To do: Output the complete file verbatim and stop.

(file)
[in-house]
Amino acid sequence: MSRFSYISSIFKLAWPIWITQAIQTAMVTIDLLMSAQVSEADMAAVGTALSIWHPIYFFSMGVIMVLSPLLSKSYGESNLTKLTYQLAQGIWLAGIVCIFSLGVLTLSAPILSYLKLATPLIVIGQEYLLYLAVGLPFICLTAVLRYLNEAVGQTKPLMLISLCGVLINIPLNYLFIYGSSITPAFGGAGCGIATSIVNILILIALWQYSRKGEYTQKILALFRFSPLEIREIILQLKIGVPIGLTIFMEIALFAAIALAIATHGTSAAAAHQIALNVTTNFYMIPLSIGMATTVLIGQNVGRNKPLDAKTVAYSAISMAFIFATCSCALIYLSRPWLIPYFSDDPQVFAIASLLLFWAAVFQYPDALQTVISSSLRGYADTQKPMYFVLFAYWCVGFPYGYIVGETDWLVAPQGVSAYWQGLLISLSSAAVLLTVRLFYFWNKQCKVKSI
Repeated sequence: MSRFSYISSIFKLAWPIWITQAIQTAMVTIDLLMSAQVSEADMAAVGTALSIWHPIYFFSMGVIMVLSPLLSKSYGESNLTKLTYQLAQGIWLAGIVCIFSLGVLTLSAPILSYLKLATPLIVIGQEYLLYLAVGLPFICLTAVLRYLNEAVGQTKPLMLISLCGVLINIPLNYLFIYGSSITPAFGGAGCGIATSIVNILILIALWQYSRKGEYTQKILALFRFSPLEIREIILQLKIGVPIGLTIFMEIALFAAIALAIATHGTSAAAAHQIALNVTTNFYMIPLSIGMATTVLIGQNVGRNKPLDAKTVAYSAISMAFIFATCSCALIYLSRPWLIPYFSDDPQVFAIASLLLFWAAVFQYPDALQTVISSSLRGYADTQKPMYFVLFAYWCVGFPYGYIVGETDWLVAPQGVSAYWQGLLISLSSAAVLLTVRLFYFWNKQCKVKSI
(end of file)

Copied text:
[in-house]
Amino acid sequence: MSRFSYISSIFKLAWPIWITQAIQTAMVTIDLLMSAQVSEADMAAVGTALSIWHPIYFFSMGVIMVLSPLLSKSYGESNLTKLTYQLAQGIWLAGIVCIFSLGVLTLSAPILSYLKLATPLIVIGQEYLLYLAVGLPFICLTAVLRYLNEAVGQTKPLMLISLCGVLINIPLNYLFIYGSSITPAFGGAGCGIATSIVNILILIALWQYSRKGEYTQKILALFRFSPLEIREIILQLKIGVPIGLTIFMEIALFAAIALAIATHGTSAAAAHQIALNVTTNFYMIPLSIGMATTVLIGQNVGRNKPLDAKTVAYSAISMAFIFATCSCALIYLSRPWLIPYFSDDPQVFAIASLLLFWAAVFQYPDALQTVISSSLRGYADTQKPMYFVLFAYWCVGFPYGYIVGETDWLVAPQGVSAYWQGLLISLSSAAVLLTVRLFYFWNKQCKVKSI
Repeated sequence: MSRFSYISSIFKLAWPIWITQAIQTAMVTIDLLMSAQVSEADMAAVGTALSIWHPIYFFSMGVIMVLSPLLSKSYGESNLTKLTYQLAQGIWLAGIVCIFSLGVLTLSAPILSYLKLATPLIVIGQEYLLYLAVGLPFICLTAVLRYLNEAVGQTKPLMLISLCGVLINIPLNYLFIYGSSITPAFGGAGCGIATSIVNILILIALWQYSRKGEYTQKILALFRFSPLEIREIILQLKIGVPIGLTIFMEIALFAAIALAIATHGTSAAAAHQIALNVTTNFYMIPLSIGMATTVLIGQNVGRNKPLDAKTVAYSAISMAFIFATCSCALIYLSRPWLIPYFSDDPQVFAIASLLLFWAAVFQYPDALQTVISSSLRGYADTQKPMYFVLFAYWCVGFPYGYIVGETDWLVAPQGVSAYWQGLLISLSSAAVLLTVRLFYFWNKQCKVKSI